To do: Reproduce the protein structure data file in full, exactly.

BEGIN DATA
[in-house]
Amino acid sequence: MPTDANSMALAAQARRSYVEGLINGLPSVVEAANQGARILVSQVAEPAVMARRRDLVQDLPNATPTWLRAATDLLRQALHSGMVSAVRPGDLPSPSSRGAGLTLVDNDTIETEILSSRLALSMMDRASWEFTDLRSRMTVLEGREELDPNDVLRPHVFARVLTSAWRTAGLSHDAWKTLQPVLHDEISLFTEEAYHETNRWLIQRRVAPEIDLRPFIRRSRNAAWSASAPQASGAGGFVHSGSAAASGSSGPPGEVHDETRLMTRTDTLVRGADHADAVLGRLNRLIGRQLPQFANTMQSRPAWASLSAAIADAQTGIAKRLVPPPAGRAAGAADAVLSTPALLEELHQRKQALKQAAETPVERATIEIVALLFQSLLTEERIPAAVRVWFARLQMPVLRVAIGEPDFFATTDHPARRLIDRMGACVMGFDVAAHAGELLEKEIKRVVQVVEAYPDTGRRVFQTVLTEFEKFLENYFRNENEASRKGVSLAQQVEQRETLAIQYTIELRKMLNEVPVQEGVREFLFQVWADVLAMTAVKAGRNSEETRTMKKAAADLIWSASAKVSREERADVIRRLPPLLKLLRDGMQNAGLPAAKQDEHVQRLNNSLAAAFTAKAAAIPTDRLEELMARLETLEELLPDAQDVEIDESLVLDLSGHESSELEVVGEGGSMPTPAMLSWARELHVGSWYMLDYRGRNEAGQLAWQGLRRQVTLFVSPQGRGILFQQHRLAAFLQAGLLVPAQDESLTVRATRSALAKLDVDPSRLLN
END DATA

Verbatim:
[in-house]
Amino acid sequence: MPTDANSMALAAQARRSYVEGLINGLPSVVEAANQGARILVSQVAEPAVMARRRDLVQDLPNATPTWLRAATDLLRQALHSGMVSAVRPGDLPSPSSRGAGLTLVDNDTIETEILSSRLALSMMDRASWEFTDLRSRMTVLEGREELDPNDVLRPHVFARVLTSAWRTAGLSHDAWKTLQPVLHDEISLFTEEAYHETNRWLIQRRVAPEIDLRPFIRRSRNAAWSASAPQASGAGGFVHSGSAAASGSSGPPGEVHDETRLMTRTDTLVRGADHADAVLGRLNRLIGRQLPQFANTMQSRPAWASLSAAIADAQTGIAKRLVPPPAGRAAGAADAVLSTPALLEELHQRKQALKQAAETPVERATIEIVALLFQSLLTEERIPAAVRVWFARLQMPVLRVAIGEPDFFATTDHPARRLIDRMGACVMGFDVAAHAGELLEKEIKRVVQVVEAYPDTGRRVFQTVLTEFEKFLENYFRNENEASRKGVSLAQQVEQRETLAIQYTIELRKMLNEVPVQEGVREFLFQVWADVLAMTAVKAGRNSEETRTMKKAAADLIWSASAKVSREERADVIRRLPPLLKLLRDGMQNAGLPAAKQDEHVQRLNNSLAAAFTAKAAAIPTDRLEELMARLETLEELLPDAQDVEIDESLVLDLSGHESSELEVVGEGGSMPTPAMLSWARELHVGSWYMLDYRGRNEAGQLAWQGLRRQVTLFVSPQGRGILFQQHRLAAFLQAGLLVPAQDESLTVRATRSALAKLDVDPSRLLN